In this high-level overview of RIM’s BlackBerry Push Service, Paul Mah discusses what it could mean for third-party applications on the BlackBerry platform.


Most smartphone users who have the opportunity to try more than one push email system attest to the comparatively greater reliability of BlackBerry’s push email system. In fact, I’ve written about this as far back as 2006 when I talked about the data efficiencies of the BlackBerry push method compared to Microsoft’s Direct Push or Exchange ActiveSync. Incidentally, Apple went on to license Microsoft’s technology for the iPhone in order to implement support for Exchange.

Last month, RIM took the wraps off its BlackBerry Push Service for third-party applications, which taps on the BlackBerry infrastructure as a transport. So what does this mean to third-party developers and consumers?

What is BlackBerry Push Service?

In a nutshell, BlackBerry Push Service uses RIM’s infrastructure to transmit data from a server to an application on the BlackBerry smartphone. These third-party servers (referred to as content providers in RIM’s documentation for developers) send data using XML (WAP PAP 2.2 standard) to the BlackBerry Push Data Server, which will in turn ensure that it is pushed to the correct BlackBerry smartphone. Check out the RIM Web site to see a pictorial representation and to read a more detailed explanation of how push messages are delivered.

To prevent spamming and to alleviate security concerns, content providers must register with RIM to obtain the requisite authentication information needed to route data to the Push Data Servers. Developers must also register the client applications running on the BlackBerry smartphones. (Push data can only be sent to devices running recognized applications.)

Content providers have the option to send data either to individual smartphones (point-to-point), to many users (multicast), or to all the devices registered with the service (broadcast).


Unlike many competing technologies, RIM built the message delivery system for its BlackBerry service using a NOC (network operations center) centric infrastructure. This has attracted much criticism in the past from users who are leery of trusting RIM with routing their data and when RIM’s NOC experiences the inevitable outage. So far, the issue of security appears adequately addressed by use of encryption between the end-points, while the rise of cloud computing has substantially eroded the argument in favor of hosting servers internally.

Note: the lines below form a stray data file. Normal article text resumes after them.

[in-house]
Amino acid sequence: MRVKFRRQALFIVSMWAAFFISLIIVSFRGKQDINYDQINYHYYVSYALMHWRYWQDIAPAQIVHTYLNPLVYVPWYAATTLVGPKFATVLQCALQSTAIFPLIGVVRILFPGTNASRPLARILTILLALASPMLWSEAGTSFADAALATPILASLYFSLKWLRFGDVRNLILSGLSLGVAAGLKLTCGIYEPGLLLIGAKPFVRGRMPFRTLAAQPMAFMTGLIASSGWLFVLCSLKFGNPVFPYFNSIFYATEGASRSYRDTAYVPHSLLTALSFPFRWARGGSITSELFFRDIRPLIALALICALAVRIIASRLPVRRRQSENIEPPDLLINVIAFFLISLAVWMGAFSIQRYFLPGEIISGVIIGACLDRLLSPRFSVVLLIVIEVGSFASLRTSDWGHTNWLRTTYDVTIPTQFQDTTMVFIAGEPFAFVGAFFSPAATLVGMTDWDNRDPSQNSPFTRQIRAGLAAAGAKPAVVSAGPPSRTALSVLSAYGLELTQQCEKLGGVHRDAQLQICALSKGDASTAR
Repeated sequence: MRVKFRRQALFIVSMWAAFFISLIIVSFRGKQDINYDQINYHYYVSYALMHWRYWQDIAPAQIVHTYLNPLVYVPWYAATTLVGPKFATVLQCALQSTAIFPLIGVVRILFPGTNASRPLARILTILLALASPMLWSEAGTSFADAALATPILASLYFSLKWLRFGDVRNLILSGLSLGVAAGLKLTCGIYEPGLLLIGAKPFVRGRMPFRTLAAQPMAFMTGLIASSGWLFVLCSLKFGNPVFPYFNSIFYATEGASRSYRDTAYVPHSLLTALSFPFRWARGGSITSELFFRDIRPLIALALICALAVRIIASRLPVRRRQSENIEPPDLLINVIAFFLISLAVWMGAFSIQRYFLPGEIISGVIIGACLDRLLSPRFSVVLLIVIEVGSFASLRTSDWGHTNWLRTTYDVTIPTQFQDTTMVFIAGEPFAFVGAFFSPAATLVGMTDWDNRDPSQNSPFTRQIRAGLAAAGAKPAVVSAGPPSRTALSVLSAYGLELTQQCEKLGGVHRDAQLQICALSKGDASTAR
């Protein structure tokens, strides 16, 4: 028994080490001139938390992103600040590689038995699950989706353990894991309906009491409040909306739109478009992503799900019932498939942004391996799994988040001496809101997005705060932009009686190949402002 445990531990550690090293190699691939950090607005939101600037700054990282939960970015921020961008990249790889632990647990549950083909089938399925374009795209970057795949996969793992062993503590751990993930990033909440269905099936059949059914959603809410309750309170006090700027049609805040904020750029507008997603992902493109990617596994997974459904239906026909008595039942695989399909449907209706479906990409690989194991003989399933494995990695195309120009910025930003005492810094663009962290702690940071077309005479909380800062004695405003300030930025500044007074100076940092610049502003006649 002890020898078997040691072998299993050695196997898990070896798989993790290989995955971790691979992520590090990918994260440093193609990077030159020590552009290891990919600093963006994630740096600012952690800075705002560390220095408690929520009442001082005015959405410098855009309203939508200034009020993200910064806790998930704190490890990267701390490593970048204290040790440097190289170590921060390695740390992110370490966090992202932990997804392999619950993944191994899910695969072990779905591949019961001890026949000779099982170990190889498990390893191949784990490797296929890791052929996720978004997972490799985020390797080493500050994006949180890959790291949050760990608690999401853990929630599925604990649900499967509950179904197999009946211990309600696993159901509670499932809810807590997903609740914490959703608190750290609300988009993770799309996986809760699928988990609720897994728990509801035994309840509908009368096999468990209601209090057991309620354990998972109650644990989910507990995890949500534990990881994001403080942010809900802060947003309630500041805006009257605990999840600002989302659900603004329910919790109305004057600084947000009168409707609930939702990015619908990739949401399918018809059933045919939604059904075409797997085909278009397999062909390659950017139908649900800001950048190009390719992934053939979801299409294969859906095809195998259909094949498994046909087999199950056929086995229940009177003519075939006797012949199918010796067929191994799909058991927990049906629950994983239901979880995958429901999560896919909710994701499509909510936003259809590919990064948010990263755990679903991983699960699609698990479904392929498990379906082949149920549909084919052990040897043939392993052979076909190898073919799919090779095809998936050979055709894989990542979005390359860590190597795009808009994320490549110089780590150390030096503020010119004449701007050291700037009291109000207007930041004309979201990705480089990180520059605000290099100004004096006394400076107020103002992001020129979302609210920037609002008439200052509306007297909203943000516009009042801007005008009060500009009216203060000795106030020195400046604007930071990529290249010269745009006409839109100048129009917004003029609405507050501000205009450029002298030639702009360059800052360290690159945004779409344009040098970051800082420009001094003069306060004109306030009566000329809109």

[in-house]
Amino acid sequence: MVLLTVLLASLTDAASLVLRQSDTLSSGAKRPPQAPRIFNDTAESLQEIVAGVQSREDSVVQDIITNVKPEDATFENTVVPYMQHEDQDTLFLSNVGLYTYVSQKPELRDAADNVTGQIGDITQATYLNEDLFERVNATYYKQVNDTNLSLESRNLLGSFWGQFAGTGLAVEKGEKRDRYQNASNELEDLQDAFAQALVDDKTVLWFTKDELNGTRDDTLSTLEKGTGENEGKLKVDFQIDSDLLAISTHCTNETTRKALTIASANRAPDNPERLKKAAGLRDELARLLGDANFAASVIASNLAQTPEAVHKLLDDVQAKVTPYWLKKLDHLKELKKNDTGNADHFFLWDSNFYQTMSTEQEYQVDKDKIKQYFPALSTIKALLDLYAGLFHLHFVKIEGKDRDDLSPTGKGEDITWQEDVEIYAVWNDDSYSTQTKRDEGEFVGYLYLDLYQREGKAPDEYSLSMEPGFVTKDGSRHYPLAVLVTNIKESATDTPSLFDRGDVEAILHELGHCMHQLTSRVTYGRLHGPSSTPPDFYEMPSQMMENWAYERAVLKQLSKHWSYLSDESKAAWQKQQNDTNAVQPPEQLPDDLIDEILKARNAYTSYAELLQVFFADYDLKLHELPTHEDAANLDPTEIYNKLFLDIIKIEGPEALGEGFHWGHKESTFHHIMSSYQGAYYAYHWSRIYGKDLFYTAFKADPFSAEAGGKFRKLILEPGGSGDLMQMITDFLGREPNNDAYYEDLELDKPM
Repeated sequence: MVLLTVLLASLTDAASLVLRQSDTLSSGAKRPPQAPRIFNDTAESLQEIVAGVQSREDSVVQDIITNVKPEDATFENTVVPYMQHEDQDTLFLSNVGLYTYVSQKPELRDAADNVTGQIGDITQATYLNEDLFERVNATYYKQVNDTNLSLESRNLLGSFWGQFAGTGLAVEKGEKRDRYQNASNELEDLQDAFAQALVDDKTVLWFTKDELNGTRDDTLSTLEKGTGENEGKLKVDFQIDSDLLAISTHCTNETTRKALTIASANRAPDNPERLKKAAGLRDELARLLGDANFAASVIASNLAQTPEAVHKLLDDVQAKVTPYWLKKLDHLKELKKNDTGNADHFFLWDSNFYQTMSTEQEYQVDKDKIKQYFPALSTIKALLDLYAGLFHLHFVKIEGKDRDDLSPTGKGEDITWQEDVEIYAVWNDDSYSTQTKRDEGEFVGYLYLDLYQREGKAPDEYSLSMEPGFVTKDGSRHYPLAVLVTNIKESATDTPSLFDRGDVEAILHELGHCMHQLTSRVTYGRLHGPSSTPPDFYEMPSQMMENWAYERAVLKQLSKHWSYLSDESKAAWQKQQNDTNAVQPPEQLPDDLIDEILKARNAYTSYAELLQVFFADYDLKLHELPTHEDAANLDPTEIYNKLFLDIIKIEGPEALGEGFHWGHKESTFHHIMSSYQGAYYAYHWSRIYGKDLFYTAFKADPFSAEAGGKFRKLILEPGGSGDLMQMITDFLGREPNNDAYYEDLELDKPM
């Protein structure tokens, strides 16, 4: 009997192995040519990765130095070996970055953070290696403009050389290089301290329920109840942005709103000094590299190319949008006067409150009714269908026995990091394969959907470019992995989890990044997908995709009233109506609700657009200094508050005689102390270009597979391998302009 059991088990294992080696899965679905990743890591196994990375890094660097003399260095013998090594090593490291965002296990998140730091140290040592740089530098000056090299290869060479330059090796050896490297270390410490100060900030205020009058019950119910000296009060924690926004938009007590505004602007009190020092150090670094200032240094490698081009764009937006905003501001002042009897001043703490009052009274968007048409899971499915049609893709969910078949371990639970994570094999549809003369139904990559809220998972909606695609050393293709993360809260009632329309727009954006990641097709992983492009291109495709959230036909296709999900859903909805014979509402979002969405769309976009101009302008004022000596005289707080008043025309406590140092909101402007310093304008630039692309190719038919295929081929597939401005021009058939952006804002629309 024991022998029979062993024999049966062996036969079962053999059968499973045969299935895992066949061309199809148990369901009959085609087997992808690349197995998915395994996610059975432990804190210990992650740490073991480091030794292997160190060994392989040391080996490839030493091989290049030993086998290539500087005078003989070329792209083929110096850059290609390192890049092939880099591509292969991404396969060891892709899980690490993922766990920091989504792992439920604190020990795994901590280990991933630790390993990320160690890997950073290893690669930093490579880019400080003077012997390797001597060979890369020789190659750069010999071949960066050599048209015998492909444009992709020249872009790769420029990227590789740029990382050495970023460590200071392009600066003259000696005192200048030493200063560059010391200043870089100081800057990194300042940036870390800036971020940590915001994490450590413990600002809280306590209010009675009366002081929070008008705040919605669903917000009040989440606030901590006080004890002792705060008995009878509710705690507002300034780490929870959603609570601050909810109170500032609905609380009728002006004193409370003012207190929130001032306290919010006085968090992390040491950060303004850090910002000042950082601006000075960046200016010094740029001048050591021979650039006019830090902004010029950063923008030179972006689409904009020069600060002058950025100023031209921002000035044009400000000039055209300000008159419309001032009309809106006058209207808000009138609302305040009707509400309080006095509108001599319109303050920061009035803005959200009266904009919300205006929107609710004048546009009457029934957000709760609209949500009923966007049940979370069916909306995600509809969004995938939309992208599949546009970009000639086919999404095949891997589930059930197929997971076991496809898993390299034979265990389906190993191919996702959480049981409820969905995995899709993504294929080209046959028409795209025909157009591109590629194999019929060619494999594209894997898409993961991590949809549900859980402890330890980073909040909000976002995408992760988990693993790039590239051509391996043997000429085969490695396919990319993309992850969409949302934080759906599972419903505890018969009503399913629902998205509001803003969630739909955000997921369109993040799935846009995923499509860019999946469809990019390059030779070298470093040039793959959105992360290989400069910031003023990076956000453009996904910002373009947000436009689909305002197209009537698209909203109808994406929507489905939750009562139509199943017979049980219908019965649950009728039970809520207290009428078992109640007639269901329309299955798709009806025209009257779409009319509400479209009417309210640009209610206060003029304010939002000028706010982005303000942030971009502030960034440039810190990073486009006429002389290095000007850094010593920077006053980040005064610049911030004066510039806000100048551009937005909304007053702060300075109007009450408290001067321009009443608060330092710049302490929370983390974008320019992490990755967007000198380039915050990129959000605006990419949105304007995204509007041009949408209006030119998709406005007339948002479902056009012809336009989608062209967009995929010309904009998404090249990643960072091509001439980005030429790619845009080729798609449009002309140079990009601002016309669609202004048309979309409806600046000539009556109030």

BlackBerry Push Essentials and BlackBerry Push Plus

There are two tiers of RIM’s push service: BlackBerry Push Essentials and BlackBerry Push Plus.

BlackBerry Push Essentials is free and offers basic functionality for sending up to 8 KB of data at a time to BlackBerry smartphones; however, it doesn’t provide any notification about whether a message has been received. In the BlackBerry Push API white paper (PDF), RIM notes that this method should only be used in instances where “If the end user does not receive the message, it doesn’t matter.”

BlackBerry Push Plus allows various notifications of its push progress to be requested upon sending the message, and it allows the content provider to perform a status query. In addition, BlackBerry Push Plus provides some measure of QoS to ensure message delivery. This service is only free in cases where 100,000 or less push is performed per day. Additional number of push operations beyond 100,000 is chargeable by RIM and with the rates negotiated at the time of registration of your service.

Using the BlackBerry Push Service

Based on RIM’s documentation, one possible use of BlackBerry Push Service is for content providers (such as online news services) to perform a real-time push of breaking news stories. Because there is no need to guarantee delivery of these messages, the cost of bringing such a service to BlackBerry smartphones is greatly reduced.

The push architecture ensures that the battery life of smartphones is preserved compared to a system that makes use of static (or pseudo) polling; the architecture also allows for much greater data efficiency. For example, applications such as IM programs that implement BlackBerry Push Service can probably be left running with little or no impact on battery life.

Unlike the Push system adopted by Apple, the size of messages transmitted using BlackBerry Push Service can be up to 8 KB; this can serve to eliminate the need for the BlackBerry to connect back to the content provider for the full message, which improves usability because the required data chunk is in all likelihood already received.

The bottom line

The introduction of the BlackBerry Push Service can hardly be considered novel; developers working on applications for BlackBerry users in the enterprise environment have long been able to access similar functionality via the BlackBerry Mobile Data System (MDS). What RIM has done involves opening up the technology to developers outside of the enterprise network, as well as making the system much more accessible.

A major downside to BlackBerry Push Service is that the push architecture doesn’t handle any form of encryption; as such, developers will have to take it upon themselves to incorporate encryption where security of the data being transmitted is desired.

I hope this introduction to BlackBerry Push Service proves to be a good starting point for CIOs or IT managers who are considering a new breed of applications that fully leverages on the strengths of BlackBerry smartphones.

Get smartphones tips and news in your inbox
TechRepublic’s Smartphones newsletter, delivered each Thursday, features tips on how to deploy and manage smartphones in your enterprise, product reviews, news updates, photo galleries, and more. Automatically sign up today!